A 74-year-old white male presented for an annual ocular health examination. It was his first visit to our office, and his chief complaint was foreign-body sensation and tearing in both eyes. He had been using artificial tears b.i.d. O.U.
He did not report any other pertinent ocular history. His systemic history included hypertension and hypercholesterolemia, which was medically controlled with Vasotec (enalapril maleate, Merck) and Lipitor (atorvastatin calcium, Pfizer). The patient had no known drug allergies.
This 74-year-old male complained of foreign-body sensation and tearing in both eyes.
His best-corrected visual acuity was 20/25 O.U. at distance and near. The pertinent external examination findings involved the left lower lid, as demonstrated in the photograph. Also, we noted bilateral blepharitis.
The anterior segment examination revealed an iris nevus O.S., which the patient claimed had been present for several years. Additionally, we identified grade 1 nuclear sclerosis O.U. His intraocular pressure measured 18mm Hg O.U. The posterior segment findings were unremarkable in both eyes.
How would you approach this case? Does this patient require any additional tests? What is your diagnosis? How would you manage this patient? Whats the likely prognosis?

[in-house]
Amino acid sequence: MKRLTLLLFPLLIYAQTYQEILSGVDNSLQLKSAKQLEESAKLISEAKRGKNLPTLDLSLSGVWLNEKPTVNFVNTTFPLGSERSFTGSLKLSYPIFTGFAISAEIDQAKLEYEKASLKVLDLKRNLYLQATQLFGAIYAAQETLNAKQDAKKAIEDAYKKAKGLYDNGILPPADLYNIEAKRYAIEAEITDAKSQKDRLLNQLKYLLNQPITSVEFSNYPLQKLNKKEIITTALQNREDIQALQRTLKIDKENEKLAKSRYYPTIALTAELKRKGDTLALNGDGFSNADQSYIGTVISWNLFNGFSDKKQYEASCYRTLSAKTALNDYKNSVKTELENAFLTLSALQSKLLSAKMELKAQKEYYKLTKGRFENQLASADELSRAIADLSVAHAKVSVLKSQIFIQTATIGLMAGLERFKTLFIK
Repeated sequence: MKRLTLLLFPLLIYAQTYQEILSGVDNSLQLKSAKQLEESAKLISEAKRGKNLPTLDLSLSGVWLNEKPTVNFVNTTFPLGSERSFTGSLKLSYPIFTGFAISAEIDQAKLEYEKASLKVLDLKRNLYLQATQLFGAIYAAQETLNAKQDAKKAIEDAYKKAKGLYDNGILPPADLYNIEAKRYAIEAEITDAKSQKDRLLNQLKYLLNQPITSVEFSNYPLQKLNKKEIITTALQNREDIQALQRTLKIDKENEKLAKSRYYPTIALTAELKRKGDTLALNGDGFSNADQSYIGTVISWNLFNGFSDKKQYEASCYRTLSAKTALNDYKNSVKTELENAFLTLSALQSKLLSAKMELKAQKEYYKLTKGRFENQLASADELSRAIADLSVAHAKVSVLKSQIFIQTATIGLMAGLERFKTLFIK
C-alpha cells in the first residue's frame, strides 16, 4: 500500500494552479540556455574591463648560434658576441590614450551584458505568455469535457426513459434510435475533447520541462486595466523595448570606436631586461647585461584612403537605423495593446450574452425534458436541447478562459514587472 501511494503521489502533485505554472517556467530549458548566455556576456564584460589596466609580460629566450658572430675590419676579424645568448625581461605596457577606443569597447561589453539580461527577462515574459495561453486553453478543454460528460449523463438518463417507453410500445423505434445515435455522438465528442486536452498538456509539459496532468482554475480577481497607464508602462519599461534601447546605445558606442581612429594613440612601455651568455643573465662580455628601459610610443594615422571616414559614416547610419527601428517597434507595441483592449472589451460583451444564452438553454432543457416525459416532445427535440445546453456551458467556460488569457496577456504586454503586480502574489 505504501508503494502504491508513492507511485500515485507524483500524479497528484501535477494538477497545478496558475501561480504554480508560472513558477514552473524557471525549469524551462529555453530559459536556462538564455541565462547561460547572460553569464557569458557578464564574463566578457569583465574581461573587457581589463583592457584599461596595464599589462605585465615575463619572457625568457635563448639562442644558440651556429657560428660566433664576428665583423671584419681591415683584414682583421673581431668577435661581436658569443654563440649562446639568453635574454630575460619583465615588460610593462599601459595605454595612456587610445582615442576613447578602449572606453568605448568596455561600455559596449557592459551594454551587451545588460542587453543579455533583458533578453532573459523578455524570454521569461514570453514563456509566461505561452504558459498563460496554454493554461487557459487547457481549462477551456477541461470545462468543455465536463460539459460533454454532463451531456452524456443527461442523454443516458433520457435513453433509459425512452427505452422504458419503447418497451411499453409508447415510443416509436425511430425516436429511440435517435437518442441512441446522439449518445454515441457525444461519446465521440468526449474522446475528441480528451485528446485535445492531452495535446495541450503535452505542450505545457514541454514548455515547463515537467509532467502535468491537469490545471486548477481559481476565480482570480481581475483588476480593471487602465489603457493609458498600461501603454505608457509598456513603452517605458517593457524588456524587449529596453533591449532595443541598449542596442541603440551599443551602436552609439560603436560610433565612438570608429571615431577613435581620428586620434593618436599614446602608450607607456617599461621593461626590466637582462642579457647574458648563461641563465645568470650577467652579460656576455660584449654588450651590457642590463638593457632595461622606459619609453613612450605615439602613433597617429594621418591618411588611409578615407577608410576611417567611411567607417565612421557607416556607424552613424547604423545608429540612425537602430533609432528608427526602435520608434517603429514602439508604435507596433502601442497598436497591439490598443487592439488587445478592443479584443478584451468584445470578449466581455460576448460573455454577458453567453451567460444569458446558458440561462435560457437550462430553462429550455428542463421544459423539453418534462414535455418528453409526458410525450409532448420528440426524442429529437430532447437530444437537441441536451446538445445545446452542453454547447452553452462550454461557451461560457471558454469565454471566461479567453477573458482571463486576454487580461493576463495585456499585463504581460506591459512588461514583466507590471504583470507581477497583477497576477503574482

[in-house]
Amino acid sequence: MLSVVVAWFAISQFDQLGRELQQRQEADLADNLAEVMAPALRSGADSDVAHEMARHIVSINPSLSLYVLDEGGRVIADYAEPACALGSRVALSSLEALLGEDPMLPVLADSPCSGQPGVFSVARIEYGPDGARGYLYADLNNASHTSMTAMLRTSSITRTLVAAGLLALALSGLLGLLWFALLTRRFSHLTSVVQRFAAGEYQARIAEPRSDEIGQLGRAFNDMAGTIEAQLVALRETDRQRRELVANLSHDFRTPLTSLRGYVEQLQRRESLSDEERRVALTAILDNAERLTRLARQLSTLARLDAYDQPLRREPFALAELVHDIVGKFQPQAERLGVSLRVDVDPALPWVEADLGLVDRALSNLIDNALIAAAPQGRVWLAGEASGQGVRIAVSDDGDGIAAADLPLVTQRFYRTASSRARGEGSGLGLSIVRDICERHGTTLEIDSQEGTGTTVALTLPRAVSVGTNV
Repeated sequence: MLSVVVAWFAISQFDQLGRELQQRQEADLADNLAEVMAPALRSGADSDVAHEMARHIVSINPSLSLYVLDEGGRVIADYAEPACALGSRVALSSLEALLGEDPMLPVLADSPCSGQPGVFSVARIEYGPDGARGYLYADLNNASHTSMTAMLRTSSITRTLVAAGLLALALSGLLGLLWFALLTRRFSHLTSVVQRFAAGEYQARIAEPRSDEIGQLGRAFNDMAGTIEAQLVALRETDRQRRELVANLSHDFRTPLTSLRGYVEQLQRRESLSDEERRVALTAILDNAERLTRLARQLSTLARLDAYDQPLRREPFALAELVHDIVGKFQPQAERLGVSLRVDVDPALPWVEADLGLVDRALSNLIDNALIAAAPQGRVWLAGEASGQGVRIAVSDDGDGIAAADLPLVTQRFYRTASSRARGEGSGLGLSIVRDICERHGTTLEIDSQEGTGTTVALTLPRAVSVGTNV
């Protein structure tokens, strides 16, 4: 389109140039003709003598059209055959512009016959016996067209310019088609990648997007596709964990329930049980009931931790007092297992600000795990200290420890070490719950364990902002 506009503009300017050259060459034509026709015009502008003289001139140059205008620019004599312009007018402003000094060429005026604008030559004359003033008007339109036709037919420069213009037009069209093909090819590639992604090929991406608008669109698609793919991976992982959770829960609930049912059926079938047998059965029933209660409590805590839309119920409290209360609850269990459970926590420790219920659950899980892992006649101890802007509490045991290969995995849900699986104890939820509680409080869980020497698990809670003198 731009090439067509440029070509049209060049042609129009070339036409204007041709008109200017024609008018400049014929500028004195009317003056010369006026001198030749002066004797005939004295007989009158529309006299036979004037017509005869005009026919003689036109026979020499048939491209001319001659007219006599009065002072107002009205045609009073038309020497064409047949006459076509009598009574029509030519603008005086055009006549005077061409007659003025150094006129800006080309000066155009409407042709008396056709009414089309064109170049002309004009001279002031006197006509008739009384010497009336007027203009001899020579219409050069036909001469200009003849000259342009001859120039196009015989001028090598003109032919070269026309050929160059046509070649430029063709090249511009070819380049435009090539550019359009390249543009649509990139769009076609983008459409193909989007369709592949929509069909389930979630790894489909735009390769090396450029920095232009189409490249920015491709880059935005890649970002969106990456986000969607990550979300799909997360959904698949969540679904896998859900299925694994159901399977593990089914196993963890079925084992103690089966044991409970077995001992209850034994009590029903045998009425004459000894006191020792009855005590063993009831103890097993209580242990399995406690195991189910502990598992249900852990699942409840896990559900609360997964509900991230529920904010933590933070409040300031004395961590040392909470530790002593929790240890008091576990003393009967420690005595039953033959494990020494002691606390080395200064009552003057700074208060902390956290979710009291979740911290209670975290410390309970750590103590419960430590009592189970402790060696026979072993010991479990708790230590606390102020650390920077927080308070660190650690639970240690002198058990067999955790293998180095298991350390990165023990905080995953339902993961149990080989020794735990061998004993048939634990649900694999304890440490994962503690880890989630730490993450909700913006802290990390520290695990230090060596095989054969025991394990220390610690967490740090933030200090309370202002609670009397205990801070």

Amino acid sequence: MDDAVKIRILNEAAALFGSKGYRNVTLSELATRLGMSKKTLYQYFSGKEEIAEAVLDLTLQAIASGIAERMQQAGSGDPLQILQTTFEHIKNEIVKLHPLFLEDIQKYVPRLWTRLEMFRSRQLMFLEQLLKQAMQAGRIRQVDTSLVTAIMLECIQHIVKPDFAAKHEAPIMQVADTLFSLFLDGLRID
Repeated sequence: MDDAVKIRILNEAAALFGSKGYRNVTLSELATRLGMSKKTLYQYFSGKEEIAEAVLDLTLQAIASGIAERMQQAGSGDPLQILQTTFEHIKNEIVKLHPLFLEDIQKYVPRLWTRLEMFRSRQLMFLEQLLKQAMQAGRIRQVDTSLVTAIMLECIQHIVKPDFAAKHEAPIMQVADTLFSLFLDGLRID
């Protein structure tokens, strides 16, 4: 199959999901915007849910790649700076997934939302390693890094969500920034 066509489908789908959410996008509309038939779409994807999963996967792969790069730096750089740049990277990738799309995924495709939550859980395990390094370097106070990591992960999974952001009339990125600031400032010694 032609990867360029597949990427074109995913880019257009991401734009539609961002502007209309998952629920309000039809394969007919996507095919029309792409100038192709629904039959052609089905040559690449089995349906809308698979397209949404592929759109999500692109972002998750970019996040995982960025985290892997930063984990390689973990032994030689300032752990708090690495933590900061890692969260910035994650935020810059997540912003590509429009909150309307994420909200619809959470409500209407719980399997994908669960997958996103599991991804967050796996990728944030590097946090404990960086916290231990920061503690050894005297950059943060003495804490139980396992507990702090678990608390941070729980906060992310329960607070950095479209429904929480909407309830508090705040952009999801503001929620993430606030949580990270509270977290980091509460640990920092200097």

Thanks to Marc Myers, O.D., of
The diagnosis in this case is basal cell carcinoma (BCC). The lid lesion did not have an aggressive growth pattern, but did cause irritation and lash loss along the lid margin (maderosis).
When a suspicious lesion is seen involving the adnexa of the eye, such as a recurrent growth or a growth associated with maderosis, malignancy must be ruled out. Take the time to explain to the patient the differential diagnoses, available treatment options and potential outcomes. Also, recommend sun protection strategies.1-3
The most common primary skin malignancy is BCC. Less common malignancies include squamous cell carcinoma, sebaceous cell carcinoma, malignant melanoma and Kaposis sarcoma. Benign lesions that may present with a similar appearance include ulcerative blepharitis, chalazion, external hordeolum, keratoacanthoma, actinic keratitis and Bowens disease (multiple squamous cell carcinoma with bone and dental deformities).2
Our patient was seen by an oculoplastic surgeon, who agreed that the leading differential diagnosis was BCC. Treatment included surgical removal via a pentagonal incision involving the lower lid margin. Histologic testing confirmed our diagnosis of BCC. The surgeon also made a distinct point to review sun safety instructions with the patient.1-3
1. Leiter U, Garbe C. Epidemiology of melanoma and nonmelanoma skin cancer--the role of sunlight. Adv Exp Med Biol 2008;624(1):89-103.
2. Shields J, Shields C. Tumors and pseudotumors of the eyelids. In: Mannis M, Macsai M, Huntley A. Atlas of Eyelid and Conjunctival Tumors:
3. Bruce A, Brodland D. Overview of skin cancer detection and prevention from the primary care physician. Mayo Clin Proc 2000 May;75(5):491-500.